Food security and conflict with wildlife are salient issues in Sub-Saharan Africa but Mavis Nduchwa takes community care and conservation to the next level in Botswana. As the owner of Chabana Farms, trading as Kalahari Honey, Nduchwa has taken matters into her hands through mitigating wildlife conflict with elephants, providing stable work for women, preserving the food supply of her community, and empowering women to lead abuse-free lives. WE Empower intern, Sidney McKee, interviewed Nduchwa and expands upon how Chabana Farms is paving the way for community-based changemakers in Botswana and across the globe.
Nduchwa’s Chabana Farms is an innovative solution to an ancient issue. As Nduchwa explained, “On this side of the world, we’re still solving issues of hunger”. Even though elephants are often protected, wildlife conflict in Botswana is a serious issue. “A single elephant comes and wipes away your entire year of food supply within a few hours”. Historically, farmers have shot elephants to dissuade them from devouring crops, but Nduchwa takes advantage of community knowledge and has created “living fences” utilizing beehives to deter elephants from destroying fields and entering dangerous situations. Nduchwa hires local women to harvest the honey and pays them wages where they can support themselves and their families. This reduces gender inequalities and grants women the power they need to leave abusive situations. Nduchwa’s efforts have fostered a culture of balance for both humans and elephants in her community.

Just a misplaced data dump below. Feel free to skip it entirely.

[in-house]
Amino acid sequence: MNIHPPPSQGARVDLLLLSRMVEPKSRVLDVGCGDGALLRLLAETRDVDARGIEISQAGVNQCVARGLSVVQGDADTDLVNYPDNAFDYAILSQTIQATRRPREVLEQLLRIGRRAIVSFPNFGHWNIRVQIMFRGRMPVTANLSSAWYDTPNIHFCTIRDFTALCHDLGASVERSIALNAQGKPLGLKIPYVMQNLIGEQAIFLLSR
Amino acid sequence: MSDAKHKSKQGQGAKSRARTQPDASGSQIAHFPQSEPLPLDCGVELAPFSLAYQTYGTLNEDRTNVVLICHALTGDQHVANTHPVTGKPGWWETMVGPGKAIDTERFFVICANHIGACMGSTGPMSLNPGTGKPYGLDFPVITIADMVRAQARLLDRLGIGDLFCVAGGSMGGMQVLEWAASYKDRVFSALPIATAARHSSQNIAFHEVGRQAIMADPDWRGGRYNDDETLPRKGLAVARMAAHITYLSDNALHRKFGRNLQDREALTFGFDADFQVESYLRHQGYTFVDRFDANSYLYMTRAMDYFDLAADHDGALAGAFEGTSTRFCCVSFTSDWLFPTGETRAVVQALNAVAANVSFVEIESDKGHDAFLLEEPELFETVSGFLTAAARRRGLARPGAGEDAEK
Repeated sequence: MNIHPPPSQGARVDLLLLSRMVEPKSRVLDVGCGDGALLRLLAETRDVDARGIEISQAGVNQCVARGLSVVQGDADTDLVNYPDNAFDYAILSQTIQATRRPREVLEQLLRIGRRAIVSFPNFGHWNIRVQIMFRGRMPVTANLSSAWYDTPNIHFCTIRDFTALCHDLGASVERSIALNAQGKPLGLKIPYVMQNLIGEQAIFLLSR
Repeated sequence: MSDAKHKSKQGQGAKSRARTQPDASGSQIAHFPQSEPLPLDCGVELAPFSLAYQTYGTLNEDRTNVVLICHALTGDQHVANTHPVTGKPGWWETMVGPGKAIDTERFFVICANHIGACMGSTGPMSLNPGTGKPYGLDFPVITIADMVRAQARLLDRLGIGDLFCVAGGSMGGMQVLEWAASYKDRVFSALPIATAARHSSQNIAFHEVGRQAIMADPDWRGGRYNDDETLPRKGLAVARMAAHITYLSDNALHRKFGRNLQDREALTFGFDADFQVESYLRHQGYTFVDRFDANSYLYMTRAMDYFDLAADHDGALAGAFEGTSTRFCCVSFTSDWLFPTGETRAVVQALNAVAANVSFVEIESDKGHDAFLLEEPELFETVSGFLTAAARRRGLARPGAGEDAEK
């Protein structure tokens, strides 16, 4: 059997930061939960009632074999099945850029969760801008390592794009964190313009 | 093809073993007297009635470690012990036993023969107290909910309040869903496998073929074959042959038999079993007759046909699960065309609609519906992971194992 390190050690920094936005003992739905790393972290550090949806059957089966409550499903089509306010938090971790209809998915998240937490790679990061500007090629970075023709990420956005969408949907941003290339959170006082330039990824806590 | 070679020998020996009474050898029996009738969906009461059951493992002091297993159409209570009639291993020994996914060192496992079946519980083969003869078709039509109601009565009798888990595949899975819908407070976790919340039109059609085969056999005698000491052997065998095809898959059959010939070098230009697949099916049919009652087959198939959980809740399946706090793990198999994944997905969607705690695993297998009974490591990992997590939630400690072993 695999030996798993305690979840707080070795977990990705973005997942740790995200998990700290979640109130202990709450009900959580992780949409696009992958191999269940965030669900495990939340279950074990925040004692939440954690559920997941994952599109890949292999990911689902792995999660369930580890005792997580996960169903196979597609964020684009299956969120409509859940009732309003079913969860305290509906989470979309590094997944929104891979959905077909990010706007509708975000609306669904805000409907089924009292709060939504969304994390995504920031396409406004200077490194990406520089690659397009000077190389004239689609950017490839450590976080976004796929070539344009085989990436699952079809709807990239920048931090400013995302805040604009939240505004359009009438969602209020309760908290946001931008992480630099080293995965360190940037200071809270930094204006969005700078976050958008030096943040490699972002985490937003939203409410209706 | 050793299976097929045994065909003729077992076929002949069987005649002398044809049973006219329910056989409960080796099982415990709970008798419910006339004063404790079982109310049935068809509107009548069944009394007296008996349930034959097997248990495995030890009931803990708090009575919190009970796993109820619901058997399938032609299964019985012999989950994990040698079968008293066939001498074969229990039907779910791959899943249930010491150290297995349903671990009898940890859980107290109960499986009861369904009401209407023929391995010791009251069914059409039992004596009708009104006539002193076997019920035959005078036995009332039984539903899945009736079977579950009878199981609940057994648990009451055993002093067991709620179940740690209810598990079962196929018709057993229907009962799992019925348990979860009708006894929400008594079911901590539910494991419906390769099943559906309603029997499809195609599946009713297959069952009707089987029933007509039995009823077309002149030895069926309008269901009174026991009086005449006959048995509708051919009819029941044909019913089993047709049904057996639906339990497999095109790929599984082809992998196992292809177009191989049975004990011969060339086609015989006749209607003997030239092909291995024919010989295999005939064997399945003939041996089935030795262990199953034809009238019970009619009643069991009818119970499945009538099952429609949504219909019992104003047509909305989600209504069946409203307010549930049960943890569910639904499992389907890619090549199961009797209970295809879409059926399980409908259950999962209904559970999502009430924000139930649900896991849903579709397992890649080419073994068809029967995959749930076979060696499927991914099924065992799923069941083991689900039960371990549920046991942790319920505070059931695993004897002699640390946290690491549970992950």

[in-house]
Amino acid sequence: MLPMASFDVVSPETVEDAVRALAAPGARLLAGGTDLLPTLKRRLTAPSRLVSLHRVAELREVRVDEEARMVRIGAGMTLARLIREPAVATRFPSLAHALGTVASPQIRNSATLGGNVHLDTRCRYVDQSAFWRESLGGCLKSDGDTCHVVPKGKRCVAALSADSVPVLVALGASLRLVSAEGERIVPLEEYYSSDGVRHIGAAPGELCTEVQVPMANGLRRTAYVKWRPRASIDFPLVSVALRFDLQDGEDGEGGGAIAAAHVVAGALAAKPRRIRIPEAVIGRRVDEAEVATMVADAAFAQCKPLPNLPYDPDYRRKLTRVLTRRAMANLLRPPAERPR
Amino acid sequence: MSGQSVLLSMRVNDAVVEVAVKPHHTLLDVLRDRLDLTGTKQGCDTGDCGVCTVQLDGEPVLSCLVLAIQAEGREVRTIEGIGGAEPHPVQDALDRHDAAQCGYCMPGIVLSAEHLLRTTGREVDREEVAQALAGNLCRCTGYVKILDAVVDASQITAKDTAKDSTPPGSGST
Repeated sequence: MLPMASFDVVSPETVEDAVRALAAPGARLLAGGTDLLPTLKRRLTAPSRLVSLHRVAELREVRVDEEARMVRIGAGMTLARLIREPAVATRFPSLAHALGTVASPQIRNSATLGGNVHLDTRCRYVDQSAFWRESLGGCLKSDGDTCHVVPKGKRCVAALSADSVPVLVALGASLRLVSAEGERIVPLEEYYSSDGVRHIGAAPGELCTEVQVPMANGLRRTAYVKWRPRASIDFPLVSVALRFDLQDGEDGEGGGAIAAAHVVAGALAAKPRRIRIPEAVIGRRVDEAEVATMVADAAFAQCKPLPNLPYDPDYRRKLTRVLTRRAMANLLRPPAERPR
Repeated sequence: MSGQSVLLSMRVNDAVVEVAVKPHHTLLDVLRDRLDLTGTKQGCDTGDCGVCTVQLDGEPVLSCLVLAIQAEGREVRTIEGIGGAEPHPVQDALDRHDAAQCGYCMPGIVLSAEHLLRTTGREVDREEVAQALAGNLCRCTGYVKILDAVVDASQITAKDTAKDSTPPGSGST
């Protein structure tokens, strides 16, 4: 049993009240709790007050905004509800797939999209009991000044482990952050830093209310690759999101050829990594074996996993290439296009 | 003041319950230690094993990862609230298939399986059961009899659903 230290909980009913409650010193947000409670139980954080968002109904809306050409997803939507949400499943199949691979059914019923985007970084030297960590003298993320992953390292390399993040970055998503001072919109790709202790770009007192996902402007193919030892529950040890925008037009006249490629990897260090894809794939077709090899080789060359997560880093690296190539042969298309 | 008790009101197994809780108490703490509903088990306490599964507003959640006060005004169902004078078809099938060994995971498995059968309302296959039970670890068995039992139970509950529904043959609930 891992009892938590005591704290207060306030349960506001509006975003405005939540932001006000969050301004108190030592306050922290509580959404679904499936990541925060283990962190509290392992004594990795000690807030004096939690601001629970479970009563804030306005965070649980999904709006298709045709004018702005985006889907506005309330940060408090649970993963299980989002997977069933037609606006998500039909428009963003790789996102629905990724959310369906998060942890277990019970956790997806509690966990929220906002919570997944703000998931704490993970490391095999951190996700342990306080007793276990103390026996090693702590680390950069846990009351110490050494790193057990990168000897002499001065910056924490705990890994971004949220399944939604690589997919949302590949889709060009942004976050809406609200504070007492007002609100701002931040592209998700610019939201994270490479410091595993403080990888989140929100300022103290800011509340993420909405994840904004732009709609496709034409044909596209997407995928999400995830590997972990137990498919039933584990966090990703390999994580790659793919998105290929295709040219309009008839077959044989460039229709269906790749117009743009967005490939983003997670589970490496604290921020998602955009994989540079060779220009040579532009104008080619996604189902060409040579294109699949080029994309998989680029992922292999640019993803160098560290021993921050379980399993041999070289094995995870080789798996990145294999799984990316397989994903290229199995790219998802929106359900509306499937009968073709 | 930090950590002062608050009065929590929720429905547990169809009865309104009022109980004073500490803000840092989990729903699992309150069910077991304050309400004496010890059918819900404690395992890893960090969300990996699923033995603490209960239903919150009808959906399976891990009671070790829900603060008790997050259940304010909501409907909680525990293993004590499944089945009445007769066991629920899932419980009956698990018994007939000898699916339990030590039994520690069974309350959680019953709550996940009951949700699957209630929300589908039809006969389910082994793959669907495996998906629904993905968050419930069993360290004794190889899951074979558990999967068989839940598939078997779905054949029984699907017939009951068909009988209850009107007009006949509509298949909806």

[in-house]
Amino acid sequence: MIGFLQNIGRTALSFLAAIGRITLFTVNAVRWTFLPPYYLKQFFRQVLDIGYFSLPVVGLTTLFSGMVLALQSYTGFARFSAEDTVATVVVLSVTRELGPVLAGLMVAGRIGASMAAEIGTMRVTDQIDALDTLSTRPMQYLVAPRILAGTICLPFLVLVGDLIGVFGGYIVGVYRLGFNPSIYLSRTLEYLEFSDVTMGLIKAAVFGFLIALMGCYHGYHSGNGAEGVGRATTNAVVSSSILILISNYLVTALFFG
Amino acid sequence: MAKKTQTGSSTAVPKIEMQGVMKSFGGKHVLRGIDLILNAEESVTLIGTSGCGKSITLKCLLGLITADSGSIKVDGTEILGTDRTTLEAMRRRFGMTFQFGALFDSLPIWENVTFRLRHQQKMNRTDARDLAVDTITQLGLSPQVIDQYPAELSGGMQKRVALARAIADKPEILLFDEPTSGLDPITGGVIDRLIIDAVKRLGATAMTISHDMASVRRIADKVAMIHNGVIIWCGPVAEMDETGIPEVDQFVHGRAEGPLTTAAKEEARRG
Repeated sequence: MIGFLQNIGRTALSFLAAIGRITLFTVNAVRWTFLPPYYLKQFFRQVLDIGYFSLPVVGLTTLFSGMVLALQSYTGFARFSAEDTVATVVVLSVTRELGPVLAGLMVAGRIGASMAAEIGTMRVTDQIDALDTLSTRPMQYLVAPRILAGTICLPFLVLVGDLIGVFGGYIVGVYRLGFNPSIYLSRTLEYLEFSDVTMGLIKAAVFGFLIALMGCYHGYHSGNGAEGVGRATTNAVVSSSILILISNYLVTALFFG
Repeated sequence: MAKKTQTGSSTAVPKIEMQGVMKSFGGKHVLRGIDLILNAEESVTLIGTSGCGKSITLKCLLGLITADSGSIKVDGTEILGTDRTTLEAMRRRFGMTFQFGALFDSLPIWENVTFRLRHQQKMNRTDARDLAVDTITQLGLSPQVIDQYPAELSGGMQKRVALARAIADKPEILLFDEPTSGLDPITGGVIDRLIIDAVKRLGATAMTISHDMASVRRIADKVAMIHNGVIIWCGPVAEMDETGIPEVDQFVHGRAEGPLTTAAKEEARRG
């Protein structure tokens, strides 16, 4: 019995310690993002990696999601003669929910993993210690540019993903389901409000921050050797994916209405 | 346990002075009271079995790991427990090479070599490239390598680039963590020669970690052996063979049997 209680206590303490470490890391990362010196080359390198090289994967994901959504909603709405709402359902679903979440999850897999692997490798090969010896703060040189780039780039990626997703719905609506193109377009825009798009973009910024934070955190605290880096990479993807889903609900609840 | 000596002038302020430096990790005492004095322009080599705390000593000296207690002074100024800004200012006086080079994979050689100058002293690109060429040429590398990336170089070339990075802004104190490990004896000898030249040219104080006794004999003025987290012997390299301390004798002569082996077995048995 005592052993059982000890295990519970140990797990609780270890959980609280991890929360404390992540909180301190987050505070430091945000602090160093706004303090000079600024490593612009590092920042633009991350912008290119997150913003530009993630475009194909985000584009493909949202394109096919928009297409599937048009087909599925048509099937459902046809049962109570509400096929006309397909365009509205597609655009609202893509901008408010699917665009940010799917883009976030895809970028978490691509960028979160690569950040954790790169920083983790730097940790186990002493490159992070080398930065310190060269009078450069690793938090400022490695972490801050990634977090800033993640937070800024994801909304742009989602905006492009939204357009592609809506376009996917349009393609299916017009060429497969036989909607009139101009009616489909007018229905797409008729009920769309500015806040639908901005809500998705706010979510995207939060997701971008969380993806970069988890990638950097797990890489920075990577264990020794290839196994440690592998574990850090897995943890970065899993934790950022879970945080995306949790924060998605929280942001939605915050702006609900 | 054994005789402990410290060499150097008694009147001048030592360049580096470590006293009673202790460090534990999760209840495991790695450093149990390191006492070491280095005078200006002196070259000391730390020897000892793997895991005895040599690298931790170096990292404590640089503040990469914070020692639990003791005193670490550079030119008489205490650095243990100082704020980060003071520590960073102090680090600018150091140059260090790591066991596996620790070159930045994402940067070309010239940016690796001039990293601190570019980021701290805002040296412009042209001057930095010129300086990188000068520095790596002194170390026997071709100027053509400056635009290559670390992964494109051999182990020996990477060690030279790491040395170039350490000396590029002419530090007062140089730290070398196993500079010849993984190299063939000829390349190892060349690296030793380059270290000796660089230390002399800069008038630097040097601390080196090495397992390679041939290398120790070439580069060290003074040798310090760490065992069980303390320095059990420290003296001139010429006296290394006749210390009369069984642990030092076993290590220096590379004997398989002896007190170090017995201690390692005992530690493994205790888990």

Since elephants naturally avoid bees, the over 5000 beehives that Nduchwa has fostered are ensuring food security for families. With goals to more than double the number of beehives in the community, Chabana Farms is furthering its efforts to create equitable and sustainable outcomes for the community. By preserving food supplies, Nduchwa is helping families to have the essentials that they need by supporting SDG 2 Zero Hunger.
Mitigating Wildlife Conflict
Through the conservation of elephants and the wise-use of honey bees, Chabana Farms promotes SDG 15 Life on Land. Since elephants are actively avoiding the boundaries of farms that have bees, migration patterns have changed, leading to less conflict with humans. A goal of Chabana Farms is “Creating balance for both humans and wildlife as well as the environment that they live in”. As Nduchwa clarified, “We are a honey aggregator that uses beekeeping as a tool to mitigate human and wildlife conflict and build sustainable communities”.
In many parts of the world, it is not safe to be a woman. In Botswana, women often do not have opportunities to support their families. If a woman is in an abusive relationship, she may not be able to seek refuge as she can not support herself on her own. “There are issues in communities with gender-based violence itself. Women are not able to stand up because they are dependent”. With Chabana farms, Nduchwa provides her employees with an income where they are empowered to take control of their own lives. This shows just how important Chabana Farms is when furthering SDG 5 Gender Equality.
Through Chabana Farms, Mavis Nduchwa is a female entrepreneur who is making a difference in her community. Nduchwa urges others to live out their dreams and support the United Nations Sustainable Development Goals as well. “We as women, need to stick together and raise each other up. It is up to us as women to tell our story and lift each other.”